Sick of shopping and Surfers? Budget-friendly Port Stephens in NSW is packed with marine attractions, says Lucy Bennett.
For New Zealanders who've done Sydney and the Gold Coast, there's another Australian destination that may tick a few boxes.
Port Stephens, about two and a half hours' drive north of Sydney on the NSW coast has sun, sea and adventure sports, all the happy goodness we Kiwis like when we go abroad.
With the possibility of the reintroduction of direct flights from New Zealand looming on the horizon and our strengthening dollar, a short plane ride to the region is looking likely to be a good, cheap option.
The local council has green-lighted a NZ$91.3 million expansion of the airport at Williamtown, just down the road, an amenity shared by the RAAF and commercial airlines.
Local tourism operators hope this may lead to a renewed interest in the area as a destination. Freedom Air briefly ran direct transtasman flights in the early 2000s but, since 2002, no overseas carriers have operated there.
Port Stephens is not actually designated as a place, much to the chagrin of the locals. It's a region, made up of many small settlements dotted around a very large body of water and the surrounding area.
It's a pleasant drive from Sydney along the F3 Highway and Pacific Highway. You can stop in Woy Woy or one of many other beach towns for a seafood feast at a waterfront restaurant to break up the trip, or head inland a little way to reach the lower Hunter Valley if wine is your thing.
Once in Port Stephens proper, the attractions are obvious - a moderate climate, warm, clear waters which abound with sea life thanks to its location within the Great Lakes Marine Park, and an increasing pool of young adventure-seekers who have turned their passions into thriving businesses.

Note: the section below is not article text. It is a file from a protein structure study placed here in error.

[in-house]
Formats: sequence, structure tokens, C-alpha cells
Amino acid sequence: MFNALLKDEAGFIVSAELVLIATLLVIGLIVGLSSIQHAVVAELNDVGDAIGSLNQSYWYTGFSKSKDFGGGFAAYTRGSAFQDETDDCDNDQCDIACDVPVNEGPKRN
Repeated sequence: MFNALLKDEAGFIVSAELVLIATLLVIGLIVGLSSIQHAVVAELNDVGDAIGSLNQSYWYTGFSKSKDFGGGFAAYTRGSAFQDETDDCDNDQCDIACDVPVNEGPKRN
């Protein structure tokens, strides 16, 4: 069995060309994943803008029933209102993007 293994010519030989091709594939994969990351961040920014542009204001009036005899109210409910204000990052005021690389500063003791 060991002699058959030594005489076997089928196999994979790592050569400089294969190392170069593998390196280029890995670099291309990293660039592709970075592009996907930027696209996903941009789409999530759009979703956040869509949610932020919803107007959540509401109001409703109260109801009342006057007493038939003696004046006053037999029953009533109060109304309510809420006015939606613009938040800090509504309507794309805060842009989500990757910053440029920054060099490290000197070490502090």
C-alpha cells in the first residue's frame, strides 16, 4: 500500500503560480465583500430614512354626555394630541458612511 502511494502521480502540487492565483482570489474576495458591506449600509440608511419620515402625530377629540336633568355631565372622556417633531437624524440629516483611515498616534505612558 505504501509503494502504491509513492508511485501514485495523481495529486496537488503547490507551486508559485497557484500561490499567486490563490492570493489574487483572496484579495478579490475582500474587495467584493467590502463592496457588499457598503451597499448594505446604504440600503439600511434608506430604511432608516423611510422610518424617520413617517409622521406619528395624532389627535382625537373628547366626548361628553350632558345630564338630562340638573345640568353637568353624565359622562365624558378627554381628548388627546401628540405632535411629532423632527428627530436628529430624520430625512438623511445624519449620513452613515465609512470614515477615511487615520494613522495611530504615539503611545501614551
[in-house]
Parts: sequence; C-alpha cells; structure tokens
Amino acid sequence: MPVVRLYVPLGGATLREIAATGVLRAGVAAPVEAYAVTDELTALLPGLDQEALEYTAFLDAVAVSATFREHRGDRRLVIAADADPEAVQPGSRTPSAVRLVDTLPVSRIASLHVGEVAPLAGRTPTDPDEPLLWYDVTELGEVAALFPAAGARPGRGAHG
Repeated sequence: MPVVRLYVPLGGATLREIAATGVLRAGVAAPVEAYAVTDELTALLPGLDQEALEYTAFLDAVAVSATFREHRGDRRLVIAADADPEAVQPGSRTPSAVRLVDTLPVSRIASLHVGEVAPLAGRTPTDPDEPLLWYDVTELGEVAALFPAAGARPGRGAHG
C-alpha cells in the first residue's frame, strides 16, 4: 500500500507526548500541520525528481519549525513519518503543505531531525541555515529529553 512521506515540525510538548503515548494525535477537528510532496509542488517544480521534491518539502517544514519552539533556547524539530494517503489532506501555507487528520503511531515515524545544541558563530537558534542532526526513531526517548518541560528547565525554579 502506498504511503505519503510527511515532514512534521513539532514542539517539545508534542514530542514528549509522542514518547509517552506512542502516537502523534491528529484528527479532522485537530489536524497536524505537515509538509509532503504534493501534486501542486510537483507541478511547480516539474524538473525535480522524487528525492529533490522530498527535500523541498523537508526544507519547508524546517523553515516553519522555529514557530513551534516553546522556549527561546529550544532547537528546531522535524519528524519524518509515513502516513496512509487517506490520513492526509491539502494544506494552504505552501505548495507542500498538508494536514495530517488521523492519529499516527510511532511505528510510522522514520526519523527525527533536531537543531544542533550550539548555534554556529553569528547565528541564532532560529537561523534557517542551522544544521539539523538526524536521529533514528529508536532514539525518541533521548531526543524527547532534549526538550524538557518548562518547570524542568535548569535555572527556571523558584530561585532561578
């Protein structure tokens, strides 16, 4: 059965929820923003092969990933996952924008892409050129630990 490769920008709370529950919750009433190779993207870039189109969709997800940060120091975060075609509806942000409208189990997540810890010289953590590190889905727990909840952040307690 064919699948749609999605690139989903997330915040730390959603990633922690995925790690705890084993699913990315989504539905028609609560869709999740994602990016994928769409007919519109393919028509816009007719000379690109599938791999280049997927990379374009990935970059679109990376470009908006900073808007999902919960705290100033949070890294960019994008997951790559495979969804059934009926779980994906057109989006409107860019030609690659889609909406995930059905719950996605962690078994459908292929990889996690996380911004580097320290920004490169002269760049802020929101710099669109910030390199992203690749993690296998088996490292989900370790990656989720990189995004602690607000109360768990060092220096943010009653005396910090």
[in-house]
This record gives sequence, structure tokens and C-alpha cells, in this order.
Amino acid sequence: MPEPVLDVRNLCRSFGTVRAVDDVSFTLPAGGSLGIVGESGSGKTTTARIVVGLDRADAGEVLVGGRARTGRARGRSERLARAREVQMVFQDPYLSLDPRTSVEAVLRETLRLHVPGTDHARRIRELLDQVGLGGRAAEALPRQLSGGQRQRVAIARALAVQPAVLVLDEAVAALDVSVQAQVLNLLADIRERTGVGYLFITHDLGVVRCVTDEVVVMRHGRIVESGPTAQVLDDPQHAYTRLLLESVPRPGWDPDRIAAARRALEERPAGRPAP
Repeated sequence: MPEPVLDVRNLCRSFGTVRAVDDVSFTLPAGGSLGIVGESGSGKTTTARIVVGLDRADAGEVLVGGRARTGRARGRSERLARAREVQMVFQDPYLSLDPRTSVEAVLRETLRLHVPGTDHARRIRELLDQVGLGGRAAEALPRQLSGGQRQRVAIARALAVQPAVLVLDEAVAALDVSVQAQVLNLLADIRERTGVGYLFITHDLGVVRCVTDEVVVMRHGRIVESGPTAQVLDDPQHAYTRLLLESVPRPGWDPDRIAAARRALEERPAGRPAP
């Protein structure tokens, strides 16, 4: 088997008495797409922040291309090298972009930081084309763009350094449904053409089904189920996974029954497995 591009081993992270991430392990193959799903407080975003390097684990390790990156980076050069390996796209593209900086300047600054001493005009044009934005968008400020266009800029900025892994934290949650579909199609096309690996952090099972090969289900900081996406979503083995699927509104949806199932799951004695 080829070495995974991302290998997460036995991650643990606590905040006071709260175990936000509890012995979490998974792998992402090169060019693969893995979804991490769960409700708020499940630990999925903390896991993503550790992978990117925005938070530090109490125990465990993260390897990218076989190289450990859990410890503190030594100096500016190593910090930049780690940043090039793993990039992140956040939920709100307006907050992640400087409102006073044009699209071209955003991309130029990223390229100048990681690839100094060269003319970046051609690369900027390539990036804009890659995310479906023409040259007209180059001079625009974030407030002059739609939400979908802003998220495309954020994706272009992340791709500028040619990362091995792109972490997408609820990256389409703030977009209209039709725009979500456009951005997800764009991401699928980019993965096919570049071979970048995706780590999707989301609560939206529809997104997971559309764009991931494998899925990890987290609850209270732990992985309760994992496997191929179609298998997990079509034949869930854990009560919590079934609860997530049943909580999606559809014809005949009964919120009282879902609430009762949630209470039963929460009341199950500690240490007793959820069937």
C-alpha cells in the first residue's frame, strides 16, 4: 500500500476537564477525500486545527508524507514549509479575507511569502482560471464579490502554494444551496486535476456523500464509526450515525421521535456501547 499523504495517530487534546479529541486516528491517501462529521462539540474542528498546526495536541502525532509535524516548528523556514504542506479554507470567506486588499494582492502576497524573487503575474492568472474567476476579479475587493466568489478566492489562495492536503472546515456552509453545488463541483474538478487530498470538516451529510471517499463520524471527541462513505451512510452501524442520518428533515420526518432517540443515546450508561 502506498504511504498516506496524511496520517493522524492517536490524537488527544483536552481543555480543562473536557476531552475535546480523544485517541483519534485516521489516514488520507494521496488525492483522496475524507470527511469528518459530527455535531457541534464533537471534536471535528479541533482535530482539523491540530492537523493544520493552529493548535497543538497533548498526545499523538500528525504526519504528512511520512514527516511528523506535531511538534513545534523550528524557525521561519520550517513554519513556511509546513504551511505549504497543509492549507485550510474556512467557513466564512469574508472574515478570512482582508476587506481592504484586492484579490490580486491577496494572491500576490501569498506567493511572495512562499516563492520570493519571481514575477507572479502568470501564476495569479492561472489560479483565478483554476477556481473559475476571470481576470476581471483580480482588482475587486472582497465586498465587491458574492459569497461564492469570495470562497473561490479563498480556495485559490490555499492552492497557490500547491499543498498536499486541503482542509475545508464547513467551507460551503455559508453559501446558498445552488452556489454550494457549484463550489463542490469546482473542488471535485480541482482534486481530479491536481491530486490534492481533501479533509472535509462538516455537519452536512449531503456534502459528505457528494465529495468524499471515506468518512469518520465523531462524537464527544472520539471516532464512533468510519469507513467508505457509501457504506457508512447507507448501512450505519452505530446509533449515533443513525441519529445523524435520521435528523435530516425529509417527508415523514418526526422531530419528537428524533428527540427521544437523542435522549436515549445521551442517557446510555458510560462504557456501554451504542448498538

Down at Stockton Beach, on the Worimi Conservation Lands, a massive drift of sand dunes more than 30km long and 3km wide, between the city of Newcastle and Anna Bay, you can careen around on a quadbike for a few hours.
It's not just the daredevil nature of quadbiking on a moving mass of sand that is attractive. There are, as the staff of quadbiking adventure company Quad Bike King point out, a number of historic sites to visit. There is the wreck of the coal ship Sygna lying just off the beach (no Rena-style dismantling here), Aboriginal artefacts and the remains of World War II posts erected in anticipation of a Japanese landing.
Quad Bike King guide Deano teaches novices how to operate the vehicles safely, kits them out in safety gear then leads them on a fantastic tour of the beach. It's heart-stopping at times but breathtakingly beautiful as the sun goes down and the yellow sand stretches on as far as the eye can see.